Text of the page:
Hi friends welcome to new post. In this post we will learn RF PCB Layout Overview. This is a standard guide to the printed circuit board (PCB) design rules for a high frequency or radio (RF) circuit. Following these rules will help you avoid some of the most common pitfalls in RF construction. Poor PCB structure is one of the most common causes of insufficient transmission or acquisition of EMC performance and failure due to false emissions.
Ideally the engineer who designs the PCB should be familiar with the IPC standards as this provides a rich source of information and the best practice for the standard principles of PCB construction. Here i further want to mentioned that for your projects you can get the hybrid 6-layer PCB stackup in your advanced PCB quote with PCBWAY,. You just have to choose Advanced since you are requesting a custom stackup. Their team will guide you what specific stackup they recommend for manufacturing. If you make the top dielectric low loss, you should also creates the bottom dielectric low loss for symmetry. If you need Rogers 4350 material for low loss at high-f, PCBWay has an equivalent shengyi S7136 material available. Please see details from here: You will required to ask PCBWay in your quote for what core / prepreg thicknesses of S7136 they carry. In your advanced PCB quote, choose “High Frequency PCBs” and choose under High Frequency PCBs: 3.48-3.5 option. You can see this chosen RO4350 equivalent material. with that in “Additional Options” choose “Custom Stackup”
RF PCB Layout Overview
- When planning to set up an RF PCB, the first place to start is to contact the board of your choice board and get their set of guidelines and production skills.
- This will include the minimum track and gap width, ball sizes and other key parameters. The board manufacturer should also be able to provide you with a standard stack of standard and material data, this will include brass metals, dielectric flexibility, and the size of the spinal and pre-installed layers on multi-layer boards.
- Unless your region is extremely simple I suggest using a 4-level board this ensures a continuous ground flight. When using a board on both sides it is very difficult to ensure that the ground plane does not break. Another advantage of a 4-layer board is that the micro-strip size of 50 or 75 ohm design is controllable.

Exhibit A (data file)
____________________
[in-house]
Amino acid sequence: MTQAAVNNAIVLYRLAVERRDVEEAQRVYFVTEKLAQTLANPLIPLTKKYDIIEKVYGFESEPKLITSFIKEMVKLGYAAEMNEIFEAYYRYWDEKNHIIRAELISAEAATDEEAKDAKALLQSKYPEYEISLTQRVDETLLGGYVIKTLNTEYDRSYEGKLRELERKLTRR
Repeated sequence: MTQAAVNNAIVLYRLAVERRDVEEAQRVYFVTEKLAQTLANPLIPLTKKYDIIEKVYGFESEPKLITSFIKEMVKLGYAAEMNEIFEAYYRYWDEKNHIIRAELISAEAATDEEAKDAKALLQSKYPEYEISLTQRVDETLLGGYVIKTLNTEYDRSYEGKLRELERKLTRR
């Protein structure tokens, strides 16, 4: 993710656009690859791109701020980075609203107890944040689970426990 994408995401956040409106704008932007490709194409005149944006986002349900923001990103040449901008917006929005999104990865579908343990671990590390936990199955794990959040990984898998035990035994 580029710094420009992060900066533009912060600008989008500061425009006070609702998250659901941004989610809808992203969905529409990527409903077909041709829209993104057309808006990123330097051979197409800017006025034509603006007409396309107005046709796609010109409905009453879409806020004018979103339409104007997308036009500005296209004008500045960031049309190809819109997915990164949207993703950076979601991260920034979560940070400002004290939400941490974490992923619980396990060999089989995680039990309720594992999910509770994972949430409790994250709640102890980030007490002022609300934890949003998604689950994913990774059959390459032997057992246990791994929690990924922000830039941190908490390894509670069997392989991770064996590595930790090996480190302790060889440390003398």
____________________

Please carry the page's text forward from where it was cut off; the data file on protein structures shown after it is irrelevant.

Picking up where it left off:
- Use a small calculator to determine the track width required for the design impedance and ensure that it is between production skills, otherwise you may need to discuss a horizontal stack with the manufacturer and choose an unusual construction.
- Another point I should note is that in my experience trying to keep separate ground nets of different signal areas often causes problems than any profit and is mainly reversed in the days before most boards, a single subway plane is the safest way.
- It is quite acceptable to use FR4 boards up to 2.4GHz unless a high level of performance is required. In some cases it is appropriate to define the board as a controlled impedance to provide consistent RF performance.
- After determining the geometry of the track and boards the next step is to deal with partial placement. Ensure that the RF components are positioned in such a way that all RF tracks can be kept at a high altitude with minimal lengths and directional adjustments.
- Start with low signal levels in antenna or RF input and back to baseband or digital location. Keep digital locations and electrical power away from RF analog circuits and keep all RF components on the other side of the board.
- When your RF tracks cannot be processed in a straight line, use the reduced curve if your CAD system supports them, never using the right angles in the RF signal lines.
- If reduced curvature is not supported by the use of a 45-degree series or arcs, this reduces the impedance imbalance which can increase false loss and output.
- In RF buildings it is common to provide a flood on the upper layer and to “attach” this to the earth plane using multiple via’s. If you intend to do this, make sure that the copper is kept at a safe distance from the RF tracks and its components otherwise the impedance will be reduced and cause more damage than good.
- Spacing with spacing can be separated by 5-10mm with very little benefit to sewing using 5mm proximity.
- Tracks from RF materials should be kept as short as possible and use 2 or 3 per parallel in parallel to reduce impedance.
RF Transmission Lines
- Many of Maxim’s RF objects require controlled impedance transmission lines that will transfer the RF power to (or away) from the IC anchors in the PCB.
- These transmission lines can be made in the outer layer (up or down), or buried in the inner layer. Guidelines for these transfer routes include microstrip discussions, linearization, coplanar waveguide (base), and feature impedance.
- It also describes the curvature of the transmission line and the compensation available, as well as the change of the transmission line layer.
That is all about the RF PCB Layout if you have any further query ask in comments. Thanks for reading have a goo day. See you in next post.